Global CFO: from scorekeeper to strategist.

Author:Corson, Myles
Position:Leadership
 
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In the corporate world, as in the natural world, environmental change leads to evolutionary change in its citizens. Over the past several years, the increasingly challenging and uncertain business environment has spurred the evolution - and expansion - of the chief financial officer's role in organizations around the globe.

CFOs are increasingly involved in setting the strategy to safely navigate their organizations through tighter credit markets, more complex regulation and unstable trading conditions. As part of its ongoing research into the CFO role worldwide, Ernst & Young has surveyed more than 900 leading CFOs and finance directors and conducted a series of in-depth, follow-up interviews. One of the main findings is that as the CFO's job has evolved, so has its shape.

How has it changed? There is substantial agreement among CFOs in all regions that while their roles and responsibilities vary by organization, six principal activities fairly represent the contribution of today's top finance executives. (The graphic on page 18 depicts the interdependency of the responsibilities and the way they feed into one another over time.) The six are:

  1. Ensuring business decisions are grounded in solid financial criteria;

  2. Providing insight and analysis to support the CEO and other senior managers;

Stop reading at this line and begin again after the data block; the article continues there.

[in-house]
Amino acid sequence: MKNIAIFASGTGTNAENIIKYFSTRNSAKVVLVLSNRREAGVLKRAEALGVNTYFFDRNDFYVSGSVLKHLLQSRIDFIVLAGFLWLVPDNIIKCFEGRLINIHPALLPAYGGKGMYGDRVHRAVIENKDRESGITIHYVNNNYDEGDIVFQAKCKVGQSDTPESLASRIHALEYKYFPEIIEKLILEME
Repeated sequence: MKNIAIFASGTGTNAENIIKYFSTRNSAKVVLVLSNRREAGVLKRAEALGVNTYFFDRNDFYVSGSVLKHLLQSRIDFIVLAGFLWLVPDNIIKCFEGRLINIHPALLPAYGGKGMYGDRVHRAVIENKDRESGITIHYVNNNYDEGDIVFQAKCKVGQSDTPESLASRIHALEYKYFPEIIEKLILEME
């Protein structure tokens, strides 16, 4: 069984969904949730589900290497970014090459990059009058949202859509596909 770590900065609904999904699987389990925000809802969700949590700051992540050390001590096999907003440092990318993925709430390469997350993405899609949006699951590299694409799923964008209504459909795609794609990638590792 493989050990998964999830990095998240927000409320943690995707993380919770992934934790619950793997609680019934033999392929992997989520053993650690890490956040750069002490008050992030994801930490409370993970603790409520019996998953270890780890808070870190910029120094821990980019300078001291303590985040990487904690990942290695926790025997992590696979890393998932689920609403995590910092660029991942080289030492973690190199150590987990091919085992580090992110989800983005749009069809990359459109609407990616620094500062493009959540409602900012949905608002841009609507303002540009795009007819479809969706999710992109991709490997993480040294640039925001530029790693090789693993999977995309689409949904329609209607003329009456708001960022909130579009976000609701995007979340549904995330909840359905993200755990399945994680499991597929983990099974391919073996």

3. Leading key initiatives in finance that support overall strategic goals;

  4. Funding, enabling and executing the strategy set by the CEO;

  5. Developing and defining the overall strategy for the organization; and

  6. Representing the organization's progress on strategic goals to external

  7. stakeholders.

Setting Corporate Strategy

In the wake of the financial crisis, a CFO's finance skills remain abosolutely essential. if anything, the crisis has reinforced the need for CFOs to pay close attention to core factors: managing liquidity and the capital agenda, controlling cost, maintaining internal control and delivering robust financial information.

As explained by Xerox Corp.'s CFO Luca Maestri: "Core skills in finance are the foundation. They are non-negotiable. Together with the core financial skills, companies are looking for operational experience, strategic experience and people management. But if you're no good at financial analysis, you cannot be the CFO. That goes without saying."

However, even though the CFO must maintain a laser focus on vital finance responsibilities, many are filling an increasingly larger role in setting corporate strategy. The...

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